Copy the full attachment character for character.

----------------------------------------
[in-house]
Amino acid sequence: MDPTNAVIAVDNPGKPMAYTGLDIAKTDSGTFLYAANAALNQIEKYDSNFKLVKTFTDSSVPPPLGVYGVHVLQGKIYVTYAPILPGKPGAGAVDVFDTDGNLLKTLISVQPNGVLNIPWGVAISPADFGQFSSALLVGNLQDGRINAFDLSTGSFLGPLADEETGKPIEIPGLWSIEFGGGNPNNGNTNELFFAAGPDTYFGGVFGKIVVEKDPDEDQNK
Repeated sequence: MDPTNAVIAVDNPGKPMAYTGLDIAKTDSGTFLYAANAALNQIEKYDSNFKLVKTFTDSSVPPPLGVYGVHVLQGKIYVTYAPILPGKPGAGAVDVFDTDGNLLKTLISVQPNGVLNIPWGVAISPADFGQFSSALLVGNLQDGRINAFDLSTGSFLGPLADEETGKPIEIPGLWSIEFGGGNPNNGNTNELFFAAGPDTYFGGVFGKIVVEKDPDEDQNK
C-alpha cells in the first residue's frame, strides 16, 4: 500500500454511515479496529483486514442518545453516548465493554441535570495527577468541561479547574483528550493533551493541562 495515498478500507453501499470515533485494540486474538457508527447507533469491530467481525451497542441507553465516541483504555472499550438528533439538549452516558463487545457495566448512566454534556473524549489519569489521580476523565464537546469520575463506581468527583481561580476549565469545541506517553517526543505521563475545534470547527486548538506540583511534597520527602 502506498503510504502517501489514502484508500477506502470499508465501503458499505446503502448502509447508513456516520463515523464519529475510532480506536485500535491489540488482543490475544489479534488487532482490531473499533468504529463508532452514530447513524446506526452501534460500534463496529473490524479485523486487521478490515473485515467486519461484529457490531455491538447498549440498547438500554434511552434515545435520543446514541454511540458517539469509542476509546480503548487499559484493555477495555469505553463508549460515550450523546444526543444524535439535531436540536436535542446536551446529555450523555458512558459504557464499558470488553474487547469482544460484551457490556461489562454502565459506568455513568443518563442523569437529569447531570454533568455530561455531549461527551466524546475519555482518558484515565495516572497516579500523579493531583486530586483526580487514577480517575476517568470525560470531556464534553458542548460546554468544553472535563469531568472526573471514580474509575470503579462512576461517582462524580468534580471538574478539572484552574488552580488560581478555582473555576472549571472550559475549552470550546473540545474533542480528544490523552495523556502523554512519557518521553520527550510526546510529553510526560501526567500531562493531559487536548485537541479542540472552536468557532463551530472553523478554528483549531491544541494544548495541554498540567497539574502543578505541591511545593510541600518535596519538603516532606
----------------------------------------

[in-house]
Amino acid sequence: MDPTNAVIAVDNPGKPMAYTGLDIAKTDSGTFLYAANAALNQIEKYDSNFKLVKTFTDSSVPPPLGVYGVHVLQGKIYVTYAPILPGKPGAGAVDVFDTDGNLLKTLISVQPNGVLNIPWGVAISPADFGQFSSALLVGNLQDGRINAFDLSTGSFLGPLADEETGKPIEIPGLWSIEFGGGNPNNGNTNELFFAAGPDTYFGGVFGKIVVEKDPDEDQNK
Repeated sequence: MDPTNAVIAVDNPGKPMAYTGLDIAKTDSGTFLYAANAALNQIEKYDSNFKLVKTFTDSSVPPPLGVYGVHVLQGKIYVTYAPILPGKPGAGAVDVFDTDGNLLKTLISVQPNGVLNIPWGVAISPADFGQFSSALLVGNLQDGRINAFDLSTGSFLGPLADEETGKPIEIPGLWSIEFGGGNPNNGNTNELFFAAGPDTYFGGVFGKIVVEKDPDEDQNK
C-alpha cells in the first residue's frame, strides 16, 4: 500500500454511515479496529483486514442518545453516548465493554441535570495527577468541561479547574483528550493533551493541562 495515498478500507453501499470515533485494540486474538457508527447507533469491530467481525451497542441507553465516541483504555472499550438528533439538549452516558463487545457495566448512566454534556473524549489519569489521580476523565464537546469520575463506581468527583481561580476549565469545541506517553517526543505521563475545534470547527486548538506540583511534597520527602 502506498503510504502517501489514502484508500477506502470499508465501503458499505446503502448502509447508513456516520463515523464519529475510532480506536485500535491489540488482543490475544489479534488487532482490531473499533468504529463508532452514530447513524446506526452501534460500534463496529473490524479485523486487521478490515473485515467486519461484529457490531455491538447498549440498547438500554434511552434515545435520543446514541454511540458517539469509542476509546480503548487499559484493555477495555469505553463508549460515550450523546444526543444524535439535531436540536436535542446536551446529555450523555458512558459504557464499558470488553474487547469482544460484551457490556461489562454502565459506568455513568443518563442523569437529569447531570454533568455530561455531549461527551466524546475519555482518558484515565495516572497516579500523579493531583486530586483526580487514577480517575476517568470525560470531556464534553458542548460546554468544553472535563469531568472526573471514580474509575470503579462512576461517582462524580468534580471538574478539572484552574488552580488560581478555582473555576472549571472550559475549552470550546473540545474533542480528544490523552495523556502523554512519557518521553520527550510526546510529553510526560501526567500531562493531559487536548485537541479542540472552536468557532463551530472553523478554528483549531491544541494544548495541554498540567497539574502543578505541591511545593510541600518535596519538603516532606